Dr. Edward G. Tiedemann, Jr.

Senior Vice President, Engineering
QUALCOMM, Incorporated

MSEE 1977

Edward G. Tiedemann, Jr.
When I finally joined Qualcomm in 1988, little did I know that this small company would end up at the forefront of cellular communications by pioneering using CDMA for cellular communications.
During his first year at Purdue, Ed Tiedemann became involved in research that led to an MS project in bandwidth efficient modulation with Professor Cooper. "I had a very productive relationship with George Cooper," Tiedemann recalls. "At the time, he had a program on spread spectrum cellular communications—I must have subconsciously learned some of these concepts. While I took courses and have memorable experiences working with other faculty members, George Cooper remains in my mind the person most responsible for starting me on the path towards developing insight into communications theory."
Thinking back to the beginning of his career, Tiedemann says, "In 1986, I had lunch at a small Chinese restaurant in Cambridge, Massachusetts, with Andy Viterbi, who, with Irwin Jacobs, had just started Qualcomm. Andy suggested that I consider joining Qualcomm. When I finally joined Qualcomm in 1988, little did I know that this small company would end up at the forefront of cellular communications by pioneering using CDMA for cellular communications. Little did I know that I would end up leading many of the industry activities in cellular communications."
After several years at Qualcomm, the initial concepts of CDMA cellular communications were proven and Tiedemann became involved in the system design for the CDMA air interface. Being one of the few people at Qualcomm that had an understanding of communication system design above the physical layer, he initially concentrated on the upper layer design of the air interface. A few months later, while others were busy building a trial system, he assumed the responsibility for enhancements to the CDMA air interface design. After successful field trials of the system in the fall of 1991, he put together and led a team to pursue standardization of CDMA.
Tiedemann was appointed Chair for the group in the Telecommunications Industry Association (TIA) that was responsible for the CDMA physical layer. This work resulted in the CDMA standard for cellular communications, IS-95. A few years later, when the U.S. Government opened up Personal Communications Systems (PCS), he led the industry work that was responsible for the CDMA PCS standard.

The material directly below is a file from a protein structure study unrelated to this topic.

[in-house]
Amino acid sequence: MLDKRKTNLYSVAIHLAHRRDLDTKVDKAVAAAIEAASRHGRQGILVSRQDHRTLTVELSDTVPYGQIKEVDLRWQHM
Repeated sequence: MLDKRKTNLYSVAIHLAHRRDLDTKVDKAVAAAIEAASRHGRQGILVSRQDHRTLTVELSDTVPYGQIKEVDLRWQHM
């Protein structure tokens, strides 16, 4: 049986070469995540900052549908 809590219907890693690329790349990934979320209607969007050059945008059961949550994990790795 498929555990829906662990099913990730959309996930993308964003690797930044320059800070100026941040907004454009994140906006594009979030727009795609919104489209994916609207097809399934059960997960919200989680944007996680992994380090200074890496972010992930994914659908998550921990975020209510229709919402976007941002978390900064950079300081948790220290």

In the mid 1990s, when companies were starting to seriously think about third generation wireless systems, an initiative of the International Telecommunications Union (ITU), Tiedemann formed a small team that worked out many of the initial technical concepts for third generation CDMA wireless systems. This was successful for cdma2000, which was based upon the IS-95 standard. However, different business interests in other parts of the world created a clash of views, which led to what some called the 3G wars. When things settled, two main third generation CDMA standards emerged: cdma2000, standardized by 3GPP2; and UMTS, standardized by 3GPP. While there are many differences, both are based upon the same basic CDMA cellular concepts.
Today Tiedemann leads Qualcomm’s worldwide standardization activities and continues in his role as Chair of the standards group responsible for the cdma2000 physical layer. He is interested in many wireless system issues including adaptive antennas, handoff, power control, control of CDMA random access channels, and the tracking and paging of mobile users. Prior to becoming involved with terrestrial wireless communications, he was involved with numerous commercial and military satellite programs.
Despite a full schedule, Tiedemann makes time for other interests. "About three years ago, I decided to pursue my interest in old houses and purchased a 300-year-old house in Concord, Massachusetts," he says. "In 1775, the Acton minutemen marched in front of this house en route to fighting the first battle of the American Revolution; they still march past every year to the reenactment." Now he splits his time between Concord, San Diego, and various industry meetings, regularly traveling about 150,000 miles every year.